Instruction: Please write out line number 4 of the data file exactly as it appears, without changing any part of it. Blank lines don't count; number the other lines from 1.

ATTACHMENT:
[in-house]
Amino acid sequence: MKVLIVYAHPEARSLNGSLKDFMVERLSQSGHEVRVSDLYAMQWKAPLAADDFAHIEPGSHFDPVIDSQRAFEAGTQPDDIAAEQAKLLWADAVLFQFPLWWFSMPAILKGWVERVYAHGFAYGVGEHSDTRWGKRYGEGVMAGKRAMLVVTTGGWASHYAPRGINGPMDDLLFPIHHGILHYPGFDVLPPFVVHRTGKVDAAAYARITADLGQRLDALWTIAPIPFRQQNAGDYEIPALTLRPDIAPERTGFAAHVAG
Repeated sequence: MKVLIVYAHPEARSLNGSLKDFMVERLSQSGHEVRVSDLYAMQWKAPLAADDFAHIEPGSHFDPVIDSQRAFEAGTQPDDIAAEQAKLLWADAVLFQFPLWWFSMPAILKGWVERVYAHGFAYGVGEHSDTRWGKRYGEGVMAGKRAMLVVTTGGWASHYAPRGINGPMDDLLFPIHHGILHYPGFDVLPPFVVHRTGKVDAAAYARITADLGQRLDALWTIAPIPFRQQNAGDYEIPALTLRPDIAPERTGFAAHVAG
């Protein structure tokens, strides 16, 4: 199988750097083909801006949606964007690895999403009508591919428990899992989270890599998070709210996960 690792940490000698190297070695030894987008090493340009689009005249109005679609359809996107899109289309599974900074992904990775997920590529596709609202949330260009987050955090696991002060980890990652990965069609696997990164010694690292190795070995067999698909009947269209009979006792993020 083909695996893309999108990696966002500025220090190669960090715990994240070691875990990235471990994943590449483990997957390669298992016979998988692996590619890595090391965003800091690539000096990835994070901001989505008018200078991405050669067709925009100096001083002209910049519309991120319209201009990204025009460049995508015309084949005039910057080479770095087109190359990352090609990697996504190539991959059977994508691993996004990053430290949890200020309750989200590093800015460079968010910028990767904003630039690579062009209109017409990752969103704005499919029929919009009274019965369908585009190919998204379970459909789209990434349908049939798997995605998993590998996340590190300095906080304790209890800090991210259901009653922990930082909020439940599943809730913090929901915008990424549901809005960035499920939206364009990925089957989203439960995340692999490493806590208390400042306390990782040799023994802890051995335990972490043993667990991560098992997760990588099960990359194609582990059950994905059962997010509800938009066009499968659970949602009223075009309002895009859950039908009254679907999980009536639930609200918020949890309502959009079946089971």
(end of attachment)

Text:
């Protein structure tokens, strides 16, 4: 199988750097083909801006949606964007690895999403009508591919428990899992989270890599998070709210996960 690792940490000698190297070695030894987008090493340009689009005249109005679609359809996107899109289309599974900074992904990775997920590529596709609202949330260009987050955090696991002060980890990652990965069609696997990164010694690292190795070995067999698909009947269209009979006792993020 083909695996893309999108990696966002500025220090190669960090715990994240070691875990990235471990994943590449483990997957390669298992016979998988692996590619890595090391965003800091690539000096990835994070901001989505008018200078991405050669067709925009100096001083002209910049519309991120319209201009990204025009460049995508015309084949005039910057080479770095087109190359990352090609990697996504190539991959059977994508691993996004990053430290949890200020309750989200590093800015460079968010910028990767904003630039690579062009209109017409990752969103704005499919029929919009009274019965369908585009190919998204379970459909789209990434349908049939798997995605998993590998996340590190300095906080304790209890800090991210259901009653922990930082909020439940599943809730913090929901915008990424549901809005960035499920939206364009990925089957989203439960995340692999490493806590208390400042306390990782040799023994802890051995335990972490043993667990991560098992997760990588099960990359194609582990059950994905059962997010509800938009066009499968659970949602009223075009309002895009859950039908009254679907999980009536639930609200918020949890309502959009079946089971």